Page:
• 4. Roche, Jessica
    et al.
    Turnbull, Matthew H.
    Guo, Qianqian
    Novak, Ondrej
    Späth, Jana
    Umeå University, Faculty of Science and Technology, Department of Chemistry. Swedish Metabolomics Centre, Department of Forest Genetics and Plant Physiology, Swedish University of Agricultural Sciences KBC, Umeå University, Linnéus vag, SE-90182 Umeå, Sweden.
    Gieseg, Steven P.
    Jameson, Paula E.
    Love, Jonathan
    Coordinated nitrogen and carbon remobilization for nitrate assimilation in leaf, sheath and root and associated cytokinin signals during early regrowth of Lolium perenne2017In: Annals of Botany, ISSN 0305-7364, E-ISSN 1095-8290, Vol. 119, no 8, p. 1353-1364Article in journal (Refereed)
    Abstract [en]

    Background and Aims The efficiency of N assimilation in response to defoliation is a critical component of plant regrowth and forage production. The aim of this research was to test the effect of the internal C/N balance on NO3- assimilation and to estimate the associated cytokinin signals following defoliation of perennial ryegrass (Lolium perenne L. 'Grasslands Nui') plants. Methods Plants, manipulated to have contrasting internal N content and contrasting availability of water soluble carbohydrates (WSCs), were obtained by exposure to either continuous light or short days (8: 16 h light-dark), and watered with modified N-free Hoagland medium containing either high (5 mM) or low (50 mu M) NO3- as sole N source. Half of the plants were defoliated and the root, sheath and leaf tissue were harvested at 8, 24 and 168 h after cutting. The spatiotemporal changes in WSCs, synthesis of amino acids and associated cytokinin content were recorded after cutting. Key Results Leaf regrowth following defoliation involved changes in the low-and high-molecular weight WSCs. The extent of the changes and the partitioning of the WSC following defoliation were dependant on the initial WSC levels and the C and N availability. Cytokinin levels varied in the sheath and root as early as 8 h following defoliation and preceded an overall increase in amino acids at 24 h. Subsequently, negative feedback brought the amino acid response back towards pre-defoliation levels within 168 h after cutting, a response that was under control of the C/N ratio. Conclusions WSC remobilization in the leaf is coordinated with N availability to the root, potentially via a systemic cytokinin signal, leading to efficient N assimilation in the leaf and the sheath tissues and to early leaf regrowth following defoliation.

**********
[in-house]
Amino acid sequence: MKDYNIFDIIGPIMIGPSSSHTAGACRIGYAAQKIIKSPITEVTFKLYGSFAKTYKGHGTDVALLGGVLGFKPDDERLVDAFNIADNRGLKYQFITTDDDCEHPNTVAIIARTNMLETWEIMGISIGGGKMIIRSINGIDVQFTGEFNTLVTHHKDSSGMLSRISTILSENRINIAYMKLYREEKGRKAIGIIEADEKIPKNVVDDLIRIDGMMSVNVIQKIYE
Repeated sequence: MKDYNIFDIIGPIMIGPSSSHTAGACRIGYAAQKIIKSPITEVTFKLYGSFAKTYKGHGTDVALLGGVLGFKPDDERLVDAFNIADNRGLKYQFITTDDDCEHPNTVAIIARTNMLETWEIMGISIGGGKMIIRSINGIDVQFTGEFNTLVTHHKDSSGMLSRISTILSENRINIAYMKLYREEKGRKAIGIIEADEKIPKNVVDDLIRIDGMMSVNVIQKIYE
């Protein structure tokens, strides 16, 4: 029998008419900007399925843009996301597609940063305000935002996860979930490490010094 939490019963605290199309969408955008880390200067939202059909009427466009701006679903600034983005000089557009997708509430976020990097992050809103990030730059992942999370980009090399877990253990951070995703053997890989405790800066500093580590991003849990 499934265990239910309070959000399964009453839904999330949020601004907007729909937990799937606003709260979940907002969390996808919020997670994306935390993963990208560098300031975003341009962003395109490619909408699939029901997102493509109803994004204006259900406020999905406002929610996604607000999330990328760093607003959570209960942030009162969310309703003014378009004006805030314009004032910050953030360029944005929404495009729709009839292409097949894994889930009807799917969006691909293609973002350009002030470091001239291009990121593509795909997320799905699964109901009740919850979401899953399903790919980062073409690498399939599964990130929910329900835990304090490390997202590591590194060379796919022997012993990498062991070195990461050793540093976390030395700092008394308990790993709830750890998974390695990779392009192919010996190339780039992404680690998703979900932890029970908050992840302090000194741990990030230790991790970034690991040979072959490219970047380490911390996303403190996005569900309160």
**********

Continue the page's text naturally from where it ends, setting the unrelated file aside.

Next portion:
• 5.
    Späth, Jana
    et al.
    Umeå University, Faculty of Science and Technology, Department of Chemistry.
    Nording, Malin
    Umeå University, Faculty of Science and Technology, Department of Chemistry.
    Lindberg, Richard
    Umeå University, Faculty of Science and Technology, Department of Chemistry.
    Brodin, Tomas
    Umeå University, Faculty of Science and Technology, Department of Ecology and Environmental Sciences. Department of Wildlife, Fish, and Environmental Studies, Swedish University of Agricultural Sciences, Umeå, Sweden.
    Jansson, Stina
    Umeå University, Faculty of Science and Technology, Department of Chemistry.
    Yang, Jun
    Wan, Debin
    Hammock, Bruce
    Fick, Jerker
    Umeå University, Faculty of Science and Technology, Department of Chemistry.
    Novel metabolomic method to assess the effect-based removal efficiency of advanced wastewater treatment techniques2020In: Environmental Chemistry, ISSN 1448-2517, E-ISSN 1449-8979, Vol. 17, no 1, p. 1-5Article in journal (Refereed)
    Abstract [en]

    There are conflicting findings on the toxicity of effluent from wastewater treatment plants, and only limited possibilities for assessing the effect-based removal efficiency (EBRE) of different treatment techniques. We describe a metabolomics approach to detect perturbations in fatty acid catabolic pathways as a proxy for biological effects. Metabolites in three fatty acid pathways were analysed in a common damselfly larva (Coenagrion hastulatum) by liquid chromatography coupled to mass spectrometry. The larvae were exposed for one week to either conventionally treated effluent (activated sludge treatment), effluent additionally treated with ozone, or effluent additionally treated with biochar filtration, and results were compared with those from tap water control exposure. Five lipoxygenase-derived oxylipins (9,10,13-TriHOME, 9,12,13-TriHOME, 9-HODE, 9-HOTrE, and 13-HOTrE) decreased in response to conventionally treated effluent exposure. By using an additional treatment step, oxylipin levels were restored with exception of 9,10,13-TriHOME (ozonated effluent), and 9-HOTrE and 13-HOTrE (effluent filtered with biochar). Thus, exposure to wastewater effluent affected fatty acid metabolite levels in damselfly larvae, and a subset of the analysed metabolites may serve as indicators for biological effects in biota in response to effluent exposure. To that effect, our findings suggest a new metabolomics protocol for assessing EBRE.